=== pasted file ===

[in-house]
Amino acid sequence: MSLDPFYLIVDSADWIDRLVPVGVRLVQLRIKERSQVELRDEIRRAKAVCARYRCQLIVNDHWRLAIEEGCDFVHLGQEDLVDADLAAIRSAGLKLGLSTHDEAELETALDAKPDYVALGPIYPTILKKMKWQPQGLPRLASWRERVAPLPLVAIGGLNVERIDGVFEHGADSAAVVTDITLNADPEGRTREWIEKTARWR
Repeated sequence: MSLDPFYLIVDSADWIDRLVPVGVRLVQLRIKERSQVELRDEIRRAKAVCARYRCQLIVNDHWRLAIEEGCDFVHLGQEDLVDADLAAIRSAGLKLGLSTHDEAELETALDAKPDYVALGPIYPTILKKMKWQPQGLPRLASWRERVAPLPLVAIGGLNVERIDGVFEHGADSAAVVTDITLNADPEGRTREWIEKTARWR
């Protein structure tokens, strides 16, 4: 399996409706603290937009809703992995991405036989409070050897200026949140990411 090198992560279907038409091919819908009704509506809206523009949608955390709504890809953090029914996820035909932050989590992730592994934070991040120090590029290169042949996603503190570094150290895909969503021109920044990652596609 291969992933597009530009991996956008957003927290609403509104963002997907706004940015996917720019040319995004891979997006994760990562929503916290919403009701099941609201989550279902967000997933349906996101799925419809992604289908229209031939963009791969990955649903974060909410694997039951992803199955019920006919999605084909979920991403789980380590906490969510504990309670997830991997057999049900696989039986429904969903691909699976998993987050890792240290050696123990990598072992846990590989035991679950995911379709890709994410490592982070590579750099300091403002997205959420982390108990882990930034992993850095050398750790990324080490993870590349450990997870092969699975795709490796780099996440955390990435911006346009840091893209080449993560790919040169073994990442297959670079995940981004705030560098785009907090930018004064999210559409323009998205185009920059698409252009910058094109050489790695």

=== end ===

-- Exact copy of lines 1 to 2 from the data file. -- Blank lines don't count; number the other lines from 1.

[in-house]
Amino acid sequence: MSLDPFYLIVDSADWIDRLVPVGVRLVQLRIKERSQVELRDEIRRAKAVCARYRCQLIVNDHWRLAIEEGCDFVHLGQEDLVDADLAAIRSAGLKLGLSTHDEAELETALDAKPDYVALGPIYPTILKKMKWQPQGLPRLASWRERVAPLPLVAIGGLNVERIDGVFEHGADSAAVVTDITLNADPEGRTREWIEKTARWR